CHAZY - The New York State Board for Historic Preservation has recommended 25 properties and districts for addition to the State and National Registers of Historic Places, with the Alice T. Miner Museum being among those on the list.
Amanda A. Palmer, director and curator of the museum, said she was excited to learn the museum was added to the state register and is up for the recognition at the national level.
"We're very excited," Palmer said of the state recognition. "It's certainly not a rubber stamp the National Parks Service just approves and it's a very good indicator we'll be added to the national register."
The process to be added to the registers began in September 2006 when the museum hired Adirondack Architectural Heritage, a nonprofit organization from Keeseville more commonly known as AARCH, to prepare their application to be added to the registers. Several months of research went into building the application before it was submitted last July, said Palmer.
"It's quite a stringent process to apply and it's been long in the making for us," said Palmer.
Regardless, Palmer knew the museum had a strong chance of being added to the list due to its exceptional architecture.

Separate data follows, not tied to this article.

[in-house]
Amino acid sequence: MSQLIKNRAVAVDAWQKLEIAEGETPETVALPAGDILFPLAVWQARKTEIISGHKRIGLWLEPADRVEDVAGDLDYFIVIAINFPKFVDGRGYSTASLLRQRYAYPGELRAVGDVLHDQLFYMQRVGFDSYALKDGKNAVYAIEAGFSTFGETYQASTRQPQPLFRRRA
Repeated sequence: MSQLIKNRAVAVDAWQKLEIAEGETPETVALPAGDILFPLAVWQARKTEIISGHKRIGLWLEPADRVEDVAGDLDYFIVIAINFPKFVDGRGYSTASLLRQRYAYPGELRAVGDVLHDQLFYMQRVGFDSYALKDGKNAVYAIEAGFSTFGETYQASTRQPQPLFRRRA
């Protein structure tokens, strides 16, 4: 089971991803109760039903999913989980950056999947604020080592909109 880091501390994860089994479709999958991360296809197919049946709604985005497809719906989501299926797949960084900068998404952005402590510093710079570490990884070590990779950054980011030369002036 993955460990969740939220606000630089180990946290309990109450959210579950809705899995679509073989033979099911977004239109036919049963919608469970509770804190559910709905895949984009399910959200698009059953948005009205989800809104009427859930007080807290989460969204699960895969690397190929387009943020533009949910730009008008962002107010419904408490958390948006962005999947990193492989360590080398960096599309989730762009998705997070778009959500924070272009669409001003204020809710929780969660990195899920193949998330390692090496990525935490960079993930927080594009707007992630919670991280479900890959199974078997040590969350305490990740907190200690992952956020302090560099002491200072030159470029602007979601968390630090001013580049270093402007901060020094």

"[The museum] is extremely deserving. It's architecture really stands out in this area because there aren't many buildings like it," she said.
The Alice T. Miner Museum is a three-story Colonial Revival building designed in 1923 by Chicago architect Frederick B. Townsend. The building first opened to the public in 1924, offering the public the opportunity to view and study "the vast collection of objects and artifacts collected by Alice T. Miner," wife of philanthropist William H. Miner. The Miners settled in the Chazy in 1903, and are credited for establishing Chazy Central Rural School and the former Physicians Hospital in Plattsburgh, which later became part of CVPH Medical Center. The Miners also helped establish several dams and power houses in and around the town of Chazy and the Kent-Delord House Museum in Plattsburgh.